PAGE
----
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April 03, 2018

Is the time for Brexit revocation running out?

Wolfgang Munchau and Timothy Garten-Ash tackled the same subject over the Easter weekend - is the time for Brexit revocation running out? Munchau argues that it is. Garten-Ash says that it might, but clings to the straw of one last strategic approach. In his FT column, Munchau cites four reasons why Brexit revocation is now very unlikely. The first is that there will be a deal by October because both sides want it. The second is that the opposition to Brexit is fragmented. The third is that the economy did not collapse. And the fourth is that the EU, too, wants to move on. Garton-Ash makes exactly the same points, and warns Remainers that the game may be over soon. Anti-Brexiters, he writes

"have 10 different plans and therefore none. If we don’t get our act together we will be defeated, amid a fog of confusion and deceit."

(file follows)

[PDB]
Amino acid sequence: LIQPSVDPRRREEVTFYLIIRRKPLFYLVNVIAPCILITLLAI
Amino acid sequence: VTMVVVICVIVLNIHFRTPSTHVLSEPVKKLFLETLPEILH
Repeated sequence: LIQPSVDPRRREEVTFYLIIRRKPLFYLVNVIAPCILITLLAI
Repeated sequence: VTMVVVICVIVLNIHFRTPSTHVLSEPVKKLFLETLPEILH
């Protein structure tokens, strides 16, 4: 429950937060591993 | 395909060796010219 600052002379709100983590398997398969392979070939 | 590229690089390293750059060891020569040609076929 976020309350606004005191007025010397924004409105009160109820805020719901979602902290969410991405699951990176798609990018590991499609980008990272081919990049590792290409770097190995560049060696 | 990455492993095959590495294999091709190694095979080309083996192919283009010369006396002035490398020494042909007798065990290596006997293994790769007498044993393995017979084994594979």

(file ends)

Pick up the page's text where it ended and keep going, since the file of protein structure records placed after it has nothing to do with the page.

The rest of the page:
So what constitutes "getting the act together"? The strategy he advocates is to deal an embarrassing defeat to the government over a customs union amendment, possibly next month. This would be the amendment to the trade bill proposed by the Tory MP Anna Soubry, who is calling on the government to negotiate a customs union agreement with the EU. He says this is the only way to sow confusion and discord in the Brexiteers' camp. But then Garten-Ash goes on to defeat his own argument. He cites a discussion with a cabinet minister, off the record naturally, that even a defeat would be ok. Both Theresa May and Philip Hammond might actually prefer a customs union because it makes their lives a lot easier. We have heard the same: that the government would not resign if defeated on this amendment, but would simply plough on and include some of the customs union language in the political declaration that accompanies the withdrawal bill. The government would surely resign if the Commons were to unite and vote against the withdrawal bill itself. We think a defeat in October would also lead to new elections, but not to a second referendum. We see therefore no realistic pathway to a Brexit revocation. The strategy Garton-Ash proposes may even be counter-productive. If the Commons votes in favour of a customs union, it would make Brexit much less scary for a lot of the waverers.

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